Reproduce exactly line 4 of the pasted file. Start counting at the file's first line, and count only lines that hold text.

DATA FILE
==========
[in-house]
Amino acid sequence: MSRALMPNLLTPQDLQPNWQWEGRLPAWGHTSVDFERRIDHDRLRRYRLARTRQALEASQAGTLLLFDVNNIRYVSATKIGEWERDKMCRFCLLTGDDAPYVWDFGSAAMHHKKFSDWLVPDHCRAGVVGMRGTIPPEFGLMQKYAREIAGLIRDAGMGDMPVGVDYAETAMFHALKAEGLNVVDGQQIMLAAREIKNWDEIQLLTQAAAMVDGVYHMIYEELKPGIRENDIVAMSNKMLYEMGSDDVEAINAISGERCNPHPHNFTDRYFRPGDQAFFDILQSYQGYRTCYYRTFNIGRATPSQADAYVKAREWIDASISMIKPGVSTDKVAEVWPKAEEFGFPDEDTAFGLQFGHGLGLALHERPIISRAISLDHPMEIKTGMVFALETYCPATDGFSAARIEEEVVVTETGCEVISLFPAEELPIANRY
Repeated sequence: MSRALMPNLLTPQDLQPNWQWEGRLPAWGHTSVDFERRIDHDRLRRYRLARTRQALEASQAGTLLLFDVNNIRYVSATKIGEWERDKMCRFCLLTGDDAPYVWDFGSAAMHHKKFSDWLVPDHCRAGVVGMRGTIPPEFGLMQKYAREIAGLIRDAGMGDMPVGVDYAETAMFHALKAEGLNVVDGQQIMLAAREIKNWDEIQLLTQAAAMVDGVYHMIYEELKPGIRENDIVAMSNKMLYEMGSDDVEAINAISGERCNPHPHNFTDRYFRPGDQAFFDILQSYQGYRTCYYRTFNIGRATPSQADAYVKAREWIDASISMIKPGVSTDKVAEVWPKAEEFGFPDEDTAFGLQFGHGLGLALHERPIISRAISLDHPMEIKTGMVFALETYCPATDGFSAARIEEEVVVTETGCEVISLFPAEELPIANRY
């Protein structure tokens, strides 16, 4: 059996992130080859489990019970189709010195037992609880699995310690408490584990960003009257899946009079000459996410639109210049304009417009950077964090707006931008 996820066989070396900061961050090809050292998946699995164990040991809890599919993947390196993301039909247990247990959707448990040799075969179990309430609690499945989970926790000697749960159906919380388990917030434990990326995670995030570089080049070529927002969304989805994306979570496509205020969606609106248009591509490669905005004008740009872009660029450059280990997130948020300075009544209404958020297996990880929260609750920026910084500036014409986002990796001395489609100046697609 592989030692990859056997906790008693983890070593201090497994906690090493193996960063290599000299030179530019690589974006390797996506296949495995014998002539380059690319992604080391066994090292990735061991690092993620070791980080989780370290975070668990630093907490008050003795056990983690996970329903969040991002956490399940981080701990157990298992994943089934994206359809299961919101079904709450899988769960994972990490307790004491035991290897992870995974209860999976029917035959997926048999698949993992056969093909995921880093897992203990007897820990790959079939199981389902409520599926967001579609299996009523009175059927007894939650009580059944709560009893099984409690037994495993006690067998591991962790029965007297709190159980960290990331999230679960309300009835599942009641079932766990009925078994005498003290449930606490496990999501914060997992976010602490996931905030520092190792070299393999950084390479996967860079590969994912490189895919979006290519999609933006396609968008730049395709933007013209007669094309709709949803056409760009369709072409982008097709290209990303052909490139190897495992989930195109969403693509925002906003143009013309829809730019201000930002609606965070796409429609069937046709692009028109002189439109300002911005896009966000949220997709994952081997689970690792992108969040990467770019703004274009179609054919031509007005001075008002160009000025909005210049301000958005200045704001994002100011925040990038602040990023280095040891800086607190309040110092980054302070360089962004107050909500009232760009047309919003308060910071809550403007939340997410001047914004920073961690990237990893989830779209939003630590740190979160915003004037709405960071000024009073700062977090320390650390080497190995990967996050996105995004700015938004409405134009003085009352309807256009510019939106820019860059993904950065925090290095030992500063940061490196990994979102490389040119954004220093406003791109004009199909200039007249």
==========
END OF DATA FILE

């Protein structure tokens, strides 16, 4: 059996992130080859489990019970189709010195037992609880699995310690408490584990960003009257899946009079000459996410639109210049304009417009950077964090707006931008 996820066989070396900061961050090809050292998946699995164990040991809890599919993947390196993301039909247990247990959707448990040799075969179990309430609690499945989970926790000697749960159906919380388990917030434990990326995670995030570089080049070529927002969304989805994306979570496509205020969606609106248009591509490669905005004008740009872009660029450059280990997130948020300075009544209404958020297996990880929260609750920026910084500036014409986002990796001395489609100046697609 592989030692990859056997906790008693983890070593201090497994906690090493193996960063290599000299030179530019690589974006390797996506296949495995014998002539380059690319992604080391066994090292990735061991690092993620070791980080989780370290975070668990630093907490008050003795056990983690996970329903969040991002956490399940981080701990157990298992994943089934994206359809299961919101079904709450899988769960994972990490307790004491035991290897992870995974209860999976029917035959997926048999698949993992056969093909995921880093897992203990007897820990790959079939199981389902409520599926967001579609299996009523009175059927007894939650009580059944709560009893099984409690037994495993006690067998591991962790029965007297709190159980960290990331999230679960309300009835599942009641079932766990009925078994005498003290449930606490496990999501914060997992976010602490996931905030520092190792070299393999950084390479996967860079590969994912490189895919979006290519999609933006396609968008730049395709933007013209007669094309709709949803056409760009369709072409982008097709290209990303052909490139190897495992989930195109969403693509925002906003143009013309829809730019201000930002609606965070796409429609069937046709692009028109002189439109300002911005896009966000949220997709994952081997689970690792992108969040990467770019703004274009179609054919031509007005001075008002160009000025909005210049301000958005200045704001994002100011925040990038602040990023280095040891800086607190309040110092980054302070360089962004107050909500009232760009047309919003308060910071809550403007939340997410001047914004920073961690990237990893989830779209939003630590740190979160915003004037709405960071000024009073700062977090320390650390080497190995990967996050996105995004700015938004409405134009003085009352309807256009510019939106820019860059993904950065925090290095030992500063940061490196990994979102490389040119954004220093406003791109004009199909200039007249």